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Epsilon Eridani Hosts A Planetary System Remarkably Like Our Own.

Roughly 10.5 light-years from Earth lies a young planetary system in its early years of formation that scientists have now discovered is remarkably like our own. This system, which contains the star Epsilon Eridani (eps Eri) at its centre, is just 800 million years old, and could help scientists understand how our solar system formed and evolved.

"Previous studies indicate that eps Eri has a debris disk, which is the name astronomers give to leftover material still orbiting a star after planetary construction has completed," NASA said in a (https://www.nasa.gov/feature/sofia-confirms-nearby-planetary-system-is-similar-to-our-own) statement released Tuesday. "Careful measurements of the motion of eps Eri indicates that a planet with nearly the same mass as Jupiter circles the star at a distance comparable to Jupiter's distance from the Sun."

Read: (http://www.ibtimes.com/star-formation-astronomers-observe-collapsing-protostars-using-instruments-board-2427292) NASA Spies Distant Protostars

The measurements are based on images captured by NASA's Stratospheric Observatory for Infrared Astronomy (SOFIA) - a joint project of NASA and the German Aerospace Center. The observatory's 2.5 meter telescope allowed scientists to view features that were three times smaller than what could be seen with the Spitzer Space Telescope.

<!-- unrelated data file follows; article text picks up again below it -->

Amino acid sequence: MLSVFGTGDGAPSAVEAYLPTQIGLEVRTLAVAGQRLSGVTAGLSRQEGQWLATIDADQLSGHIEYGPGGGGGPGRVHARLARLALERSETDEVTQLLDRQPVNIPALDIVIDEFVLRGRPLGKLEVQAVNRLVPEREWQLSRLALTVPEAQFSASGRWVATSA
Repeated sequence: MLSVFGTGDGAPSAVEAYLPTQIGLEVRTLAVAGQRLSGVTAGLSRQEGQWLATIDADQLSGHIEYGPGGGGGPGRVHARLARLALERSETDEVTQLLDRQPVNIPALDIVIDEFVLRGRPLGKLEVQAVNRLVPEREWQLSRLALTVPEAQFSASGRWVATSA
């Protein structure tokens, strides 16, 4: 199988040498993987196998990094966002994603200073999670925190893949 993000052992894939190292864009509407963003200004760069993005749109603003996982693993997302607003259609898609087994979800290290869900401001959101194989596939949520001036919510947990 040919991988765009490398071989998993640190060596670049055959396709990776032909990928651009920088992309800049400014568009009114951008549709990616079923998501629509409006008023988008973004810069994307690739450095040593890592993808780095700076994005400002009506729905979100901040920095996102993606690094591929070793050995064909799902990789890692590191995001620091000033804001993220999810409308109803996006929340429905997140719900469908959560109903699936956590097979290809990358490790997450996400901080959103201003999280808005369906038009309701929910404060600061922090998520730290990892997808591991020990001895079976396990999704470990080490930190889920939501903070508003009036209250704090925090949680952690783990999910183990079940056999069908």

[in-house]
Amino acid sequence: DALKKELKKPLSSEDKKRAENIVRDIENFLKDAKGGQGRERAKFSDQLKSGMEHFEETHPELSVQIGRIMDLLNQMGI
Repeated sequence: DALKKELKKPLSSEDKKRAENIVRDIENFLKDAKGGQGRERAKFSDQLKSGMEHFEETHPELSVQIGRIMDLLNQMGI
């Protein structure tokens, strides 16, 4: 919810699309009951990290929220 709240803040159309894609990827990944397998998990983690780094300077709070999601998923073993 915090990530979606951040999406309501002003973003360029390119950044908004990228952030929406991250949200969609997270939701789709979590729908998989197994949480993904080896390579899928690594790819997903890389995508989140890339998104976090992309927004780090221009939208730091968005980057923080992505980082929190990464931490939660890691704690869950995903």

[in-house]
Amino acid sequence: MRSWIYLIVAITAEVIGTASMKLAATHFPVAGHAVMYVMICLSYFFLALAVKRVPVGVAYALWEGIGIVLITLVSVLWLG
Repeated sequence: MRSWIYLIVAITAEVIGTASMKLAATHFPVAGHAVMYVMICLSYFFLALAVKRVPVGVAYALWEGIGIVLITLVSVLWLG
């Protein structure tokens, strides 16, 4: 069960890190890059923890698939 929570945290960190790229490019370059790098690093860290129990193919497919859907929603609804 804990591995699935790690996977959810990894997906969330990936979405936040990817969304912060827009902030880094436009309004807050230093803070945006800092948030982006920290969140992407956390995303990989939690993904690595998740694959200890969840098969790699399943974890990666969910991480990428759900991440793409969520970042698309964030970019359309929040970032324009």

"The high spatial resolution of SOFIA combined with the unique wavelength coverage and impressive dynamic range of the FORCAST camera allowed us to resolve the warm emission around eps Eri, confirming the model that located the warm material near the Jovian planet's orbit," Kate Su from the University of Arizona who led the research team that made the observations, said in a statement. "Furthermore, a planetary mass object is needed to stop the sheet of dust from the outer zone, similar to Neptune's role in our solar system. It really is impressive how eps Eri, a much younger version of our solar system, is put together like ours."

The observations confirm the presence of a complex debris disk around the star. Su and her team were also able to determine that the warm material around eps Eri is most likely arranged in at least one narrow belt rather than in a broad continuous disk.

"These leftover planetesimals can be distributed in one broad region or two narrow belt-like regions, with the inner one similar to our own asteroid belt and outer one at about 10 to 15 astronomical units, which in our solar system falls into the region between Saturn and Uranus," Su explained in a (https://uanews.arizona.edu/story/four-questions-ride-nasas-eye-sky) separate statement . "SOFIA's resolution is not high enough to differentiate the two distributions."

The researchers hope that further observations using the James Webb Telescope - to be launched in 2018 - could reveal further details of the young star system.

Over the years, astronomers have discovered and confirmed the existence of nearly 3,500 exoplanets, but there is one question that they still haven't been able to answer satisfactorily - how exactly do planets form? Specifically, how do dust particles just a few micrometers in size aggregate to form gigantic planets thousands of miles in diameter?

The new observations could shed light on this scarcely understood stage of planet formation, especially on the process of grain growth.
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Publication:International Business Times - US ed.
Date:May 3, 2017
Words:520
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